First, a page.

Can Trump Constrain Putin?

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Russian President Vladimir Putin listens during a meeting in the Novo-Ogaryovo residence, outside Moscow, Russia, Monday, Jan. 30, 2017.
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A dialogue between President Trump and Russian President Vladimir Putin began over the weekend with the first phone call between the two leaders. But the warming relations between the United States and Russia is worrying NATO leaders who have long sought to limit Putin's place on the global stage.

President Trump tempered some of his praise for President Putin at his joint press conference with British Prime Minister Theresa May on Friday.

“I don't know the gentleman," said President Trump of President Putin. "I hope we have a fantastic relationship. That's possible, and it's also possible that we won't. We will see what happens. I will be representing the American people very very strongly very forcefully. And if we have a great relationship with Russia and other countries and if we go after ISIS together which has to be stopped I will consider that a good thing not a bad thing.”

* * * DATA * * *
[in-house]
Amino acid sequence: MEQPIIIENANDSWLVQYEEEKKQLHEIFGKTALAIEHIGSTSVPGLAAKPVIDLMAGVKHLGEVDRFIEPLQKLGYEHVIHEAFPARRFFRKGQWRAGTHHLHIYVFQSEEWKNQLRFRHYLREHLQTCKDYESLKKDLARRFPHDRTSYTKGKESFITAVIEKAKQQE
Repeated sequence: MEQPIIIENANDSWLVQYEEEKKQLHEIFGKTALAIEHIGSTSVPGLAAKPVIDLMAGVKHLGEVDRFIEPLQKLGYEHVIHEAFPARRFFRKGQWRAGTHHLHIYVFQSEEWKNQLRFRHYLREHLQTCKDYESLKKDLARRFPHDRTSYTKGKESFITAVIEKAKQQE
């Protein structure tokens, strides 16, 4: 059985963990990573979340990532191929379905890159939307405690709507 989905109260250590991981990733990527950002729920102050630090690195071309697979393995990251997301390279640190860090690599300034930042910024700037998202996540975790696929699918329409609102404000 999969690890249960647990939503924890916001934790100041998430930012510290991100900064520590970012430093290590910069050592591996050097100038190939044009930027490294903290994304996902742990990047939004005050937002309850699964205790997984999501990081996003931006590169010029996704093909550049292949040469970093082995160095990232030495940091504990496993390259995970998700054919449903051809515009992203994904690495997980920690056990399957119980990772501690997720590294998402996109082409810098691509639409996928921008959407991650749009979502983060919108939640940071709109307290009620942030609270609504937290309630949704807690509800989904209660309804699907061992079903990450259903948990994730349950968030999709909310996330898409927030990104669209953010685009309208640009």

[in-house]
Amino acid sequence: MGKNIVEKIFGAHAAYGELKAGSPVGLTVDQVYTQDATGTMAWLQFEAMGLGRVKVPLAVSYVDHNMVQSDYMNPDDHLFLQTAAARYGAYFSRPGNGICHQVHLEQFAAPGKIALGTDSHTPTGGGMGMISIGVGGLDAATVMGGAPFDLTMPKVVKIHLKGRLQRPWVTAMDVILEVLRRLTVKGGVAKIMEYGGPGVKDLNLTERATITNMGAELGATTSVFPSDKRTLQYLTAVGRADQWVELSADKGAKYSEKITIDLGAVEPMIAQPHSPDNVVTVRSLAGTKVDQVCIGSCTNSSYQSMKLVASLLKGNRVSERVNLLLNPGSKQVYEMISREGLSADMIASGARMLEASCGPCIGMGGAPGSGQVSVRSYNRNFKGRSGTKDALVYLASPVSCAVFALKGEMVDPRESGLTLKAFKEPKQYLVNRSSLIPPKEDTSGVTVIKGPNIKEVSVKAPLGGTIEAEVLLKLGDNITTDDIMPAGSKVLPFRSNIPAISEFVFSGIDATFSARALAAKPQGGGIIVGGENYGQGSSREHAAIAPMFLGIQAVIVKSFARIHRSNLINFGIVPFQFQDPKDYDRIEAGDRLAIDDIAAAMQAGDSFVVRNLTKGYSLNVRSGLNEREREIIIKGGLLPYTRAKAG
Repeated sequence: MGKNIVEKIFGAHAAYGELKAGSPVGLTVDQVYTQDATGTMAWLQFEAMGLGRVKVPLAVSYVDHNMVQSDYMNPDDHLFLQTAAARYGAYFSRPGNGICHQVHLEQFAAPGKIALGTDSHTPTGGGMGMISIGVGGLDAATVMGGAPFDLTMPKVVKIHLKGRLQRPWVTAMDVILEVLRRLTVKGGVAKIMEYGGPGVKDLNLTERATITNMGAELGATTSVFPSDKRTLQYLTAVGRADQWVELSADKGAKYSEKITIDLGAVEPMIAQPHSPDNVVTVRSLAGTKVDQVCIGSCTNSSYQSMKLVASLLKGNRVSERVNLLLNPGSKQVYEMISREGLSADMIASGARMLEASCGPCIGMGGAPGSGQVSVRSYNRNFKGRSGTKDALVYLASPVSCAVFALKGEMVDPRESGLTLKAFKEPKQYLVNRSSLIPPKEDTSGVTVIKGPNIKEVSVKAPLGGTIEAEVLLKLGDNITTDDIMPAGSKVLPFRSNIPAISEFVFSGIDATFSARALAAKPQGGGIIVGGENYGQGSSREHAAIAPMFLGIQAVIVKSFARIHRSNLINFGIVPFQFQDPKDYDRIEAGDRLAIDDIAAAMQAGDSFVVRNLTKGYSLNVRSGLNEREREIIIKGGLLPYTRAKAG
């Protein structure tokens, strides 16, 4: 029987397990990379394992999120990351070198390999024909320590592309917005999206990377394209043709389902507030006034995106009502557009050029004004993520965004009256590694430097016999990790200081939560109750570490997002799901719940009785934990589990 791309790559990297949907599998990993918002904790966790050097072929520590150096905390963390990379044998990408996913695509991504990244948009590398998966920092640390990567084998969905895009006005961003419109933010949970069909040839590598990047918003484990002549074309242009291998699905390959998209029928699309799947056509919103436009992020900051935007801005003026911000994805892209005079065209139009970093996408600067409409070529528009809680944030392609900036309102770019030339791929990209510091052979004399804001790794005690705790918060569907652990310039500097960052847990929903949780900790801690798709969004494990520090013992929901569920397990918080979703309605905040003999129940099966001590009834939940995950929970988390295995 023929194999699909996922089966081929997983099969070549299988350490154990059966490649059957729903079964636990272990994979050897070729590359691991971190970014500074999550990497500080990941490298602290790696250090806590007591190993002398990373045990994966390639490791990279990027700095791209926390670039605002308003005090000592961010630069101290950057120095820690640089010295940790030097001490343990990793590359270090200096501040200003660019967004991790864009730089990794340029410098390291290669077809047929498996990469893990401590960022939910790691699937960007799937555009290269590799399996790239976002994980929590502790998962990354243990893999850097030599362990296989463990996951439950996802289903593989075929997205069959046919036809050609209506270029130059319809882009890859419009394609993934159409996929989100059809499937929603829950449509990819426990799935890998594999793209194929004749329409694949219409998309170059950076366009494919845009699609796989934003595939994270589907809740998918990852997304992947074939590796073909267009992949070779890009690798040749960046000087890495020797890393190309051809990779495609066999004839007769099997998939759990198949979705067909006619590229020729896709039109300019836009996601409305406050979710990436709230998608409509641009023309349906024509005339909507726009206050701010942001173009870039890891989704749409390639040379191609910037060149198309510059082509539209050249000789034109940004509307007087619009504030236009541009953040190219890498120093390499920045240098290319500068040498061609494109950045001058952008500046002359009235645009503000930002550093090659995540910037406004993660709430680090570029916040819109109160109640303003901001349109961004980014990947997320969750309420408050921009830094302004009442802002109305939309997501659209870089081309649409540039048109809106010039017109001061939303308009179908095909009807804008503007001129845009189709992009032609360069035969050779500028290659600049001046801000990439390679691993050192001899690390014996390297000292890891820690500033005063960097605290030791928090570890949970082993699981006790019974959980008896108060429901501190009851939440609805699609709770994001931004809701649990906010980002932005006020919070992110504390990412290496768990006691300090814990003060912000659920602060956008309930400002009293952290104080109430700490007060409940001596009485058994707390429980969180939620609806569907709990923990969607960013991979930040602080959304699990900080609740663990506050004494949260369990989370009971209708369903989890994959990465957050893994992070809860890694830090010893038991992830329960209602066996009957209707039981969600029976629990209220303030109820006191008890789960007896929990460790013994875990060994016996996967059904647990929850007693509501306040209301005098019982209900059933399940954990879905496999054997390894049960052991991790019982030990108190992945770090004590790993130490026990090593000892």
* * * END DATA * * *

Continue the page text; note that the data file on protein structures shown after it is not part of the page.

Sir Richard Shirreff was the deputy commander of NATO from 2011 to 2014, and in his 2017 book "War with Russia," he predicted more bad than good is emerging from the ambitions of President Putin.  Sir Richard says the U.S. must deliver a swift blow of retaliation for Russian hacking, and that President Trump must attempt to constrain his Russian counterpart,  though whether or not he is up to the task remains uncertain.